Combats set the stage for the formation of Hong Kong, and the city had a rough start as the breeding ground for sins and deaths. “Why don’t you go to Hong Kong?” – an infamous slang among the soldiers in Great Britain, again echoes how warped and sordid the colony was.
All blame went to the two Opium Wars (the 1st was from 1839 to 1842; the 2nd was from 1856 to 1860). Starting in the 18th century, the British greatly relied on opium businesses in exchange for silver in order to pay for silk and tea, but they soon felt unsettled due to the diminishing gains from the strict restrictions of foreign trades imposed by the Emperor Qing. Rage even flared up in them after their right to trade in China was banned and tons of opium were destroyed by imperial commissioner Lin Zexu (林則徐), as the number of addicts alarmingly soared in China. With no surprise, the outbreak of war became inevitable when the Royal Navy was sent, and invaded Guangzhou.
Hong Kong Island was unofficially ceded to Great Britain when the Union Jack was waving in the air at Possession Point (now in Sheung Wan) on January 25, 1841, before the Treaty of Nanjing was signed a year later. It was the first ever unequal treaty that triggered Qing’s sense of shame and humiliation.
The trade center the British aspired to build was started off on the wrong foot nonetheless, as the treaty did not make the Island port exclusive by having forced China to open up 5 other ports for businesses. What followed indeed were pirates, thieves, extradited criminals, Malaria, and growing mistrust between locals and Europeans. Never did the colonial government try best to fix the problems so as to attract businesses with a safe ground.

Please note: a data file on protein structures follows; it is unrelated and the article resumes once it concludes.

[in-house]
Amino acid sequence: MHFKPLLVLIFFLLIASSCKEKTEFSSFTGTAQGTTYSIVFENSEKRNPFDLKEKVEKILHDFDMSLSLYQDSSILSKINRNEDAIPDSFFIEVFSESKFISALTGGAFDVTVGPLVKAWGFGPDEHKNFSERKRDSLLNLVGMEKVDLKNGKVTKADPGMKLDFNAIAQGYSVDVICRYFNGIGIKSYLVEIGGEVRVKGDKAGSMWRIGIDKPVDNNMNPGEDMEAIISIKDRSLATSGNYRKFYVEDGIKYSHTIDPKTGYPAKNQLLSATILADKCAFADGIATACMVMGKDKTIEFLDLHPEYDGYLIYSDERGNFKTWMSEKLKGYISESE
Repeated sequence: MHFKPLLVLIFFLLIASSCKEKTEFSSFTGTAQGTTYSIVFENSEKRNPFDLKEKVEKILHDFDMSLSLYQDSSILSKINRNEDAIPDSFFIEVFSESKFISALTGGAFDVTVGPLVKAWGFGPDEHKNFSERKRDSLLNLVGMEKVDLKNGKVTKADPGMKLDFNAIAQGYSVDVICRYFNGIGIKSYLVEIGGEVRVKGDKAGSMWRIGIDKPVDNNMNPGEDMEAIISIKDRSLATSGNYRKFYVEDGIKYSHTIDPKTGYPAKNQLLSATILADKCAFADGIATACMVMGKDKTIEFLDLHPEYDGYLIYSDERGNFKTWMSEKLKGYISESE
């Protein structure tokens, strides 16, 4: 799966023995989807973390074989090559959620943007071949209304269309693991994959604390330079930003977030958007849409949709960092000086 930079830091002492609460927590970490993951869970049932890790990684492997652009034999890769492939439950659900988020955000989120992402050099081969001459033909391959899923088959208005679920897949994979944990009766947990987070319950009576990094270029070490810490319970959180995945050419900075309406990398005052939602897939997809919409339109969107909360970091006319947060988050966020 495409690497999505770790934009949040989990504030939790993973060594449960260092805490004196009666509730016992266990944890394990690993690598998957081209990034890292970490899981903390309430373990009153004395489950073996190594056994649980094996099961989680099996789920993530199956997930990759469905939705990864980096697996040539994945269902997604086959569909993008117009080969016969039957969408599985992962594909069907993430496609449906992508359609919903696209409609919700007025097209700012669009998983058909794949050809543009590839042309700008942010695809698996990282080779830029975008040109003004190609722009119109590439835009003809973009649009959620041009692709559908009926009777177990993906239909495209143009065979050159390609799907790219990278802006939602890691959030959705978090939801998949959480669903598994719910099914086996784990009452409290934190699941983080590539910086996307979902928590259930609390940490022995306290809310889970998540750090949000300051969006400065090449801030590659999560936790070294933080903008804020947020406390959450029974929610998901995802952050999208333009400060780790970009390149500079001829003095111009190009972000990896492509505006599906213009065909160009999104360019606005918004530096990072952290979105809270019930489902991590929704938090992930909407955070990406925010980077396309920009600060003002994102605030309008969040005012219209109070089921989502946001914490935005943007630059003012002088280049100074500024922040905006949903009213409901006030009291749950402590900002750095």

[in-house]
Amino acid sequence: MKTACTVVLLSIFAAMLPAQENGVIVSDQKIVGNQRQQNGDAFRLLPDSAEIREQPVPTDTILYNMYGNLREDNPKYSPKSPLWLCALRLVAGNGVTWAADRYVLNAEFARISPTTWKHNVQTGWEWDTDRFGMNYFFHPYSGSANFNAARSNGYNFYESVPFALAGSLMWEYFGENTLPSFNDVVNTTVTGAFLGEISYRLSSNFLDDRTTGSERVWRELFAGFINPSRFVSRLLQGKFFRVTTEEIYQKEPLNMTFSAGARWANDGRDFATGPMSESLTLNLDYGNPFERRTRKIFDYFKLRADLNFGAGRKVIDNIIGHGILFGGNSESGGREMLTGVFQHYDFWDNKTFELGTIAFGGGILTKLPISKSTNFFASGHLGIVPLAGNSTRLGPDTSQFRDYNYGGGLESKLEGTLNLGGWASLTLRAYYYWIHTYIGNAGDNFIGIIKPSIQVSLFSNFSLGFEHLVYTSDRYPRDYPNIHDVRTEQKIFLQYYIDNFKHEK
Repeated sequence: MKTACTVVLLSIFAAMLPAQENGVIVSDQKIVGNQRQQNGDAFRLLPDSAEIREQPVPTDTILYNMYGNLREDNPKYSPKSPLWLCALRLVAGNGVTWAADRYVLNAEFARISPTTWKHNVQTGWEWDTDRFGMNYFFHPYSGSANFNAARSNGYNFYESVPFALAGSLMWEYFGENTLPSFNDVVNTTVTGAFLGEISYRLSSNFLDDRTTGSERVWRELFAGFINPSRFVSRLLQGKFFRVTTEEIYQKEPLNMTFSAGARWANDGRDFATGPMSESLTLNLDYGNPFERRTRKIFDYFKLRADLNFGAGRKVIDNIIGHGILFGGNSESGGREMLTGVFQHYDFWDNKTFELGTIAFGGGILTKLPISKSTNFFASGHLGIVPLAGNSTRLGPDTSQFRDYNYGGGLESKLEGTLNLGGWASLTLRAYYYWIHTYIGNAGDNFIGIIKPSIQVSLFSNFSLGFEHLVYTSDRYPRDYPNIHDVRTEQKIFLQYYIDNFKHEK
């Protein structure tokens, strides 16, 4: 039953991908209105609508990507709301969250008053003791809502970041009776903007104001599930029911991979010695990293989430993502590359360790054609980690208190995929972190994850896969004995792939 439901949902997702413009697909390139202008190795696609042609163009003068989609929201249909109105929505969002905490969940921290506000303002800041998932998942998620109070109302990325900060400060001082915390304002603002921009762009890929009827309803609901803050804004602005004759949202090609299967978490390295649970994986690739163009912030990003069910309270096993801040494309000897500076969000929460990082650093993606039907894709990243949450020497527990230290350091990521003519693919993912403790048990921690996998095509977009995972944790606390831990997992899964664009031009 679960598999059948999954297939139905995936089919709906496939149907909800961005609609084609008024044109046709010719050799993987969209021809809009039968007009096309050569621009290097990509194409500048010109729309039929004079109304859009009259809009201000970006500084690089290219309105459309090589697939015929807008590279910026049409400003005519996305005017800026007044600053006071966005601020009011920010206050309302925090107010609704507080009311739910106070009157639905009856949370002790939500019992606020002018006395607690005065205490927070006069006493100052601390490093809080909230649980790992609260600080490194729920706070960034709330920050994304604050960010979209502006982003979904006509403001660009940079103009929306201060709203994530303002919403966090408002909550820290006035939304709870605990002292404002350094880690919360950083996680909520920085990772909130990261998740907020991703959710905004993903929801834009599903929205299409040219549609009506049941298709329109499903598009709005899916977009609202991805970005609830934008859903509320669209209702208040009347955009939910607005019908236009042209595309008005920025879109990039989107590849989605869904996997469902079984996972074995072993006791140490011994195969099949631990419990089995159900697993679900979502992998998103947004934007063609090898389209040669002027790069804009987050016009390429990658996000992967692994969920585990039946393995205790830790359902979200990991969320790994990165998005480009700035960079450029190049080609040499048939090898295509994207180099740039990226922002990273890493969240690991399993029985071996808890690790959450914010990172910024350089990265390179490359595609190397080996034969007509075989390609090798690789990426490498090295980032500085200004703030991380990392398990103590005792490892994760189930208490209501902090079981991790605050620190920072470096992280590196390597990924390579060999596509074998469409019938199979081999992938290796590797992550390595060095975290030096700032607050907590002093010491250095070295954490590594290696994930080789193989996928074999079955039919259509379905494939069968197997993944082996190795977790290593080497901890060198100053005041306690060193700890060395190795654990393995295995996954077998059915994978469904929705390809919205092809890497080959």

Sometimes two wrongs make a right – things started to get better after the Taiping Rebellion in the 1850s and the 2nd Opium War. A flock of Chinese refugees escaped to Hong Kong, meaning skills and resources were also brought along; plus, the British were granted with various privileges from the Treaty of Tientsin from China’s defeat in the 2nd Opium War. The booming economy starting from the late 1850s was also thanks to the Hong Kong migrants working overseas, slowly fulfilling the greed the British had upon the Island.
Hopes dimmed for the future of Hong Kong at the start – but the colony seemed so resilient and created unimaginable possibilities amid sins and deaths, and surrounding changes.
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